Frequently Asked Questions
The FAFSA is an acronym for the Free Application for Federal Student Aid. This is a financial aid form used to determine your eligibility for financial aid from the Federal Government. This includes grants, loans and work-study. Also, the form is used by many states, colleges and universities to determine eligibility for their financial aid programs. The FAFSA is completed annually. Get started at Studentaid.gov.
IRS tax return transcripts are the official transcripts of your tax return. We cannot accept a copy of your tax return because it does not prove that you have filed your taxes.
You can get your tax return transcripts at www.irs.gov/Individuals/Get-Transcript. You may order them by mail or create an account to access them immediately.
The FAFSA is used to determine your eligibility for federal student aid. This includes Federal Pell Grant, Federal student loans and work-study opportunities. In addition, the FAFSA is used to determine eligibility for nonfederal student aid and various scholarships offered by your state and the university, as well as many tuition credits. You should file a renewal FAFSA each year before the priority filing date. Get started at Studentaid.gov.
The priority deadline to file your FAFSA is March 1. You must submit a FAFSA every year to be considered for financial aid.
Prior Year refers to the tax year used for the FAFSA. This allows students to submit their FAFSA in October by using tax information from the year prior to their enrollment. For example, a student enrolling in fall 2021 will submit the FAFSA using 2019 tax information. In the past, the student had the added challenge of estimating tax information so that the form could be submitted by school’s deadlines. With Prior Year, there is no need to estimate, you can use your already filed tax return.
You will have the opportunity to request a review of the change to your financial situation. We refer to this as a special circumstance review.
It will be one less thing on your list of things to do. It will also give you an opportunity to correct any errors and submit additional documents that might be needed. Applying early may give you the information you need to make informed decisions about financial planning and college selection.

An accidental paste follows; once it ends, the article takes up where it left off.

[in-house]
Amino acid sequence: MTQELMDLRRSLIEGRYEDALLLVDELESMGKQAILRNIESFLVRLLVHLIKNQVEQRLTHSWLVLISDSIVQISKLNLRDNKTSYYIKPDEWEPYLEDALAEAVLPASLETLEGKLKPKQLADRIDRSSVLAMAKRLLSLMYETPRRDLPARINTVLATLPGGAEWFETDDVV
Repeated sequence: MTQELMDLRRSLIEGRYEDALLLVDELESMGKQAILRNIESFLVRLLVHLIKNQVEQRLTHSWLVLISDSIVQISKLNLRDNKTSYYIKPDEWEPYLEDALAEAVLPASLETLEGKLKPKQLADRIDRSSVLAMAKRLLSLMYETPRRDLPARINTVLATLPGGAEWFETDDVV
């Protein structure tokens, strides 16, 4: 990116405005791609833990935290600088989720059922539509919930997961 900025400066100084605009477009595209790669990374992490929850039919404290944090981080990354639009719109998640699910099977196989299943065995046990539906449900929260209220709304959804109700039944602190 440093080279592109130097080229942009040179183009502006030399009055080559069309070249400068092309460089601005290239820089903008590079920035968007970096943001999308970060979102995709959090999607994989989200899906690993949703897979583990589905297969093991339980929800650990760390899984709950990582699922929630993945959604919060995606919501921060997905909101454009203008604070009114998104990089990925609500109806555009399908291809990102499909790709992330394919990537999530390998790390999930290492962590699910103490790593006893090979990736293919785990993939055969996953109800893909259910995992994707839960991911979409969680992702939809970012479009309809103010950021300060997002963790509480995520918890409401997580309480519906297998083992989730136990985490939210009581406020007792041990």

It is always a good idea to get the FAFSA submitted as soon as possible. It gives you an opportunity to correct any errors and respond to any document requests, if there are any. Also, you don’t know what you may qualify for so let the school review your information to determine your eligibility.
Filing the FAFSA late may impact the amount of financial aid available. Some financial aid funding is limited, so the earlier you apply the more likely awards will be available if you qualify. But it is better to file it late than not at all.
The Admissions Office will use the information you provided through the application process to determine your eligibility for UMass Admissions scholarships, or merit aid. There are a few scholarships available to transfer students that will require a separate application. See our Scholarships page for information about other scholarship resources and how to apply.
There are several factors in determining financial aid awards that may not be available in time to send the award with your acceptance letter. We are working on gather all the necessary information so that your award can be mailed out as quickly as possible. As soon as information is available we will update the financial aid office homepage with our projected date to begin awarding. Students who are returning for a subsequent year will continue to receive their award letters in the summer months. This is because their academic progress must be reviewed by Financial Aid Services before awards can be made.
YES! You must use 2019 tax and income information when filing your 2021-2022 FAFSA.
No. The Department of Education has determined which year’s tax information is provided for each academic year.
Any time that a family’s financial situation has changed from the base year information provided on the FAFSA, you can submit an appeal. We recommend contacting the financial aid office about the appeal prior to submitting it.
Federal regulations require Financial Aid Services to apply a formula established by the U.S. Department of Education to determine the amount of federal financial aid a student has earned as of the date in the student last attended classes.
The amount of federal financial aid returned to federal aid programs is determined by the amount of time the student spent in academic attendance, but has no relationship to the institutional charges incurred by the student.
After 60% of the semester has passed, the student has earned 100% of the federal financial aid awarded to them. For students receiving state financial aid, a state refund calculation will be completed. The state refund calculation takes into consideration the amount the student owes and the amount of federal aid for which the student may remain eligible.
Yes! Using prior year taxes means that almost all families will have filed taxes when the FAFSA becomes available.
If your family has experienced unemployment, divorce, a reduction in income for other reasons, or if other special circumstances exist contact the Financial Aid Office. The staff will work with your to document the changes to your family income situation and make changes to your FAFSA if necessary.